They have their beliefs and think that I am doing something against God's will. Religious do-gooders can be difficult to deal with. Sometimes these self-righteous individuals will try to convince me of the error of my ways. They are often calm and seem convincing. Usually they have strong religious convictions. Unless you are very confident in your convictions, any discussion with them will be futile. If you are not prepared, it's best to keep any conversations short, because you won't be convincing them and will most likely go away with less self-esteem. However, this can be a winnable argument.
I have on occasion taken on such individuals, and although my in-depth knowledge of the Bible is incomplete, God and I have discussed my transgenderism, and I am certain that this is part of what He wants of me. He wants me to not hide what I feel I am. He wants me to let others know this is not an evil thing. So I feel I have an edge on the narrow-minded. For those who would like some information regarding interpretations of the verse from the bible that the self righteous sometimes use against us, the following links may answer some questions.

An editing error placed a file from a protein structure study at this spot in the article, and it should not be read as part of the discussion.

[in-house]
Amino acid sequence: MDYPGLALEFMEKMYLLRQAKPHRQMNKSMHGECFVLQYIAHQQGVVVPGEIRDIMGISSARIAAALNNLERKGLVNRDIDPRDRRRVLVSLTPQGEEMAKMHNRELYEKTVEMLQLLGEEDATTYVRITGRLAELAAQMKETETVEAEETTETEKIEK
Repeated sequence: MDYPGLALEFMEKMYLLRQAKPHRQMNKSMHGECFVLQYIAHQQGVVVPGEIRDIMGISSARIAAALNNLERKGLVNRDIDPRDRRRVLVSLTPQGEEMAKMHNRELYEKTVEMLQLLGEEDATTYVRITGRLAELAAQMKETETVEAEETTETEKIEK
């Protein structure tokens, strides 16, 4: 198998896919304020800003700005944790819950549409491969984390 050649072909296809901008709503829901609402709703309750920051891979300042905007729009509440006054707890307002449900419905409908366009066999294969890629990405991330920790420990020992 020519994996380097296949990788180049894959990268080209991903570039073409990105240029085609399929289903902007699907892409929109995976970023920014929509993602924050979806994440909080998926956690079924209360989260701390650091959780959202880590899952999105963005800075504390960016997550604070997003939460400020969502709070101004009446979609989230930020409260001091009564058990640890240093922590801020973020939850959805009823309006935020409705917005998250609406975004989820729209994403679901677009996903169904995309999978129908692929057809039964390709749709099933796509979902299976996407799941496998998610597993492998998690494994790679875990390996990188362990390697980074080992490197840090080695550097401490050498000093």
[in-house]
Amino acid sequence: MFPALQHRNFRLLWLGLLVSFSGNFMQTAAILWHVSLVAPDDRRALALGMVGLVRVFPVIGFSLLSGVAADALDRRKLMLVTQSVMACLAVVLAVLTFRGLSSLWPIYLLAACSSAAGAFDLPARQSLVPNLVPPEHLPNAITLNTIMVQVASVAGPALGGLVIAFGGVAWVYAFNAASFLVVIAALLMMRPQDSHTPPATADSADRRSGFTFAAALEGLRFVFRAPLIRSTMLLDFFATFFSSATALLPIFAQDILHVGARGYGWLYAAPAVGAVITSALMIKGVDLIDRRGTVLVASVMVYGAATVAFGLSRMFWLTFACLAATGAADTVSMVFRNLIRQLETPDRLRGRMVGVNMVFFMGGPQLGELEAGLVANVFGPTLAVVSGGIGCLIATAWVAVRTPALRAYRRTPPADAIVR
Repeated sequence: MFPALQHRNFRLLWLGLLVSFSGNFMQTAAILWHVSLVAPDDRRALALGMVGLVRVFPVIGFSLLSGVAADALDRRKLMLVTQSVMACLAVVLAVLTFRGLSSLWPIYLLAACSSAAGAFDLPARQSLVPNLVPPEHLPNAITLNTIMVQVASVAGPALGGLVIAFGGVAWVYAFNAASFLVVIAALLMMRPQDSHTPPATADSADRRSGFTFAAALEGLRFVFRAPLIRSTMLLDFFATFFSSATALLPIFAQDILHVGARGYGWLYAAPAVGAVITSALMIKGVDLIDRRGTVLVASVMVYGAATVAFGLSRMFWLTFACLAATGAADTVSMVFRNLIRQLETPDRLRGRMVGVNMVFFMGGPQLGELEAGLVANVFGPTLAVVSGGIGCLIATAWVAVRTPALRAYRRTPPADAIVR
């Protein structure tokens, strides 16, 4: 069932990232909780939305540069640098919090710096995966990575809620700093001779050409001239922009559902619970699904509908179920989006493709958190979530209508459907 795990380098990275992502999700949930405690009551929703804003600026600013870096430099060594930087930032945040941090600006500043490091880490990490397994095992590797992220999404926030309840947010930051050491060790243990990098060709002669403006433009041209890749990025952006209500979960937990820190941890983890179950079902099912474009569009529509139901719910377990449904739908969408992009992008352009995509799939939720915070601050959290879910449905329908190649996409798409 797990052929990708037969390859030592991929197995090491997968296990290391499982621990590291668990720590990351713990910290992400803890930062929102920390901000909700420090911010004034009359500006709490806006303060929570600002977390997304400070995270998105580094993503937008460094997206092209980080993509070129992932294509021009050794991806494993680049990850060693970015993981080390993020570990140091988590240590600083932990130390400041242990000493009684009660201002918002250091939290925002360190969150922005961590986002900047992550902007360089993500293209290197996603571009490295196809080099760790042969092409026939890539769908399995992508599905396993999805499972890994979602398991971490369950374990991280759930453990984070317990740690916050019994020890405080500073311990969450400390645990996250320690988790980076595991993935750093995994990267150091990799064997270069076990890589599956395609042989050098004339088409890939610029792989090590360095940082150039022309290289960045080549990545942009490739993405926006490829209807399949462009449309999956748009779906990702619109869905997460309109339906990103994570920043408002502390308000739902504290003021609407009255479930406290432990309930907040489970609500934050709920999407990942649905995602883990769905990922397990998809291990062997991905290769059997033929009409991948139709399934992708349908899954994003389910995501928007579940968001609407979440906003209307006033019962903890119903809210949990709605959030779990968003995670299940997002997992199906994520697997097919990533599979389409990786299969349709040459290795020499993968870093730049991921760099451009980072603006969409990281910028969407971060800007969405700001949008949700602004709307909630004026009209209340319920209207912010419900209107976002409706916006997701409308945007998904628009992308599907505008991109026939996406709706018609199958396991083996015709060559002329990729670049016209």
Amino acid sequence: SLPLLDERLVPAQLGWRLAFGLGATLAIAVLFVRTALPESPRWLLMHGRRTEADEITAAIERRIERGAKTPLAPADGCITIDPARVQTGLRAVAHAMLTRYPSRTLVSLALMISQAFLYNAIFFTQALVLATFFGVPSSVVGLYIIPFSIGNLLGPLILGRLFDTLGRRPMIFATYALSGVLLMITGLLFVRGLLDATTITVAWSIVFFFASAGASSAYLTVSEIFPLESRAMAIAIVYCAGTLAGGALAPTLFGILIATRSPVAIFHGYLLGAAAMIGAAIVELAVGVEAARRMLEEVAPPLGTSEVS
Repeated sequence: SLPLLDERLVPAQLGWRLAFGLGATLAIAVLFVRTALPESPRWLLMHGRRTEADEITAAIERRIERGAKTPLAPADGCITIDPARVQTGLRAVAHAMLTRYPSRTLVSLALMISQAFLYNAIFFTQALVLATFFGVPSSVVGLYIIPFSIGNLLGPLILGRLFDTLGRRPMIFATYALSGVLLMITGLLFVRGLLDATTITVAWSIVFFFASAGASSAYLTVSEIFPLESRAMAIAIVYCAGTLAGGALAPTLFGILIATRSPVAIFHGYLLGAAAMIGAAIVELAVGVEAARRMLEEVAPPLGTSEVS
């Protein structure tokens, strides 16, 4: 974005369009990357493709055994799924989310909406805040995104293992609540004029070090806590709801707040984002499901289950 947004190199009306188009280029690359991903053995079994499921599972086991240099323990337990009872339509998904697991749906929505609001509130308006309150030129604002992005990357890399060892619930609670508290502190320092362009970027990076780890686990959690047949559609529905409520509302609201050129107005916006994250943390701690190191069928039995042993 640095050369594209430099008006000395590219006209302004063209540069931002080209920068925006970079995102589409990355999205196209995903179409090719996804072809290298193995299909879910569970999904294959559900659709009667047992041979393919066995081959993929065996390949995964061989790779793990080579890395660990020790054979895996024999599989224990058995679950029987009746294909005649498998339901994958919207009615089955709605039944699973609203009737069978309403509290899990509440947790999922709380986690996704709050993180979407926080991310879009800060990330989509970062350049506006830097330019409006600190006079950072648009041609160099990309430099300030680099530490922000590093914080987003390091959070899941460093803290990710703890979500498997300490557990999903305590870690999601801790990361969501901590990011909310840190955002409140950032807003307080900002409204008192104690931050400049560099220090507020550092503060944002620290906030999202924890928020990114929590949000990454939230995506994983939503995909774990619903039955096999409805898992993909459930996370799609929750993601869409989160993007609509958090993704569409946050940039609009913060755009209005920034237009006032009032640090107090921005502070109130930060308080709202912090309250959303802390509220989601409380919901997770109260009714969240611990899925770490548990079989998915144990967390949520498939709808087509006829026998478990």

If you made it through half of those links, you're doing better than most. If you made it through all and read a bit in the Bible, the whole discussion becomes meaningless unless you are Jewish. But it is still good background material. If confronted and if all else fails, quote James 5:9: Do not grumble against one another, brethren, lest you be condemned. Behold, the Judge is standing at the door.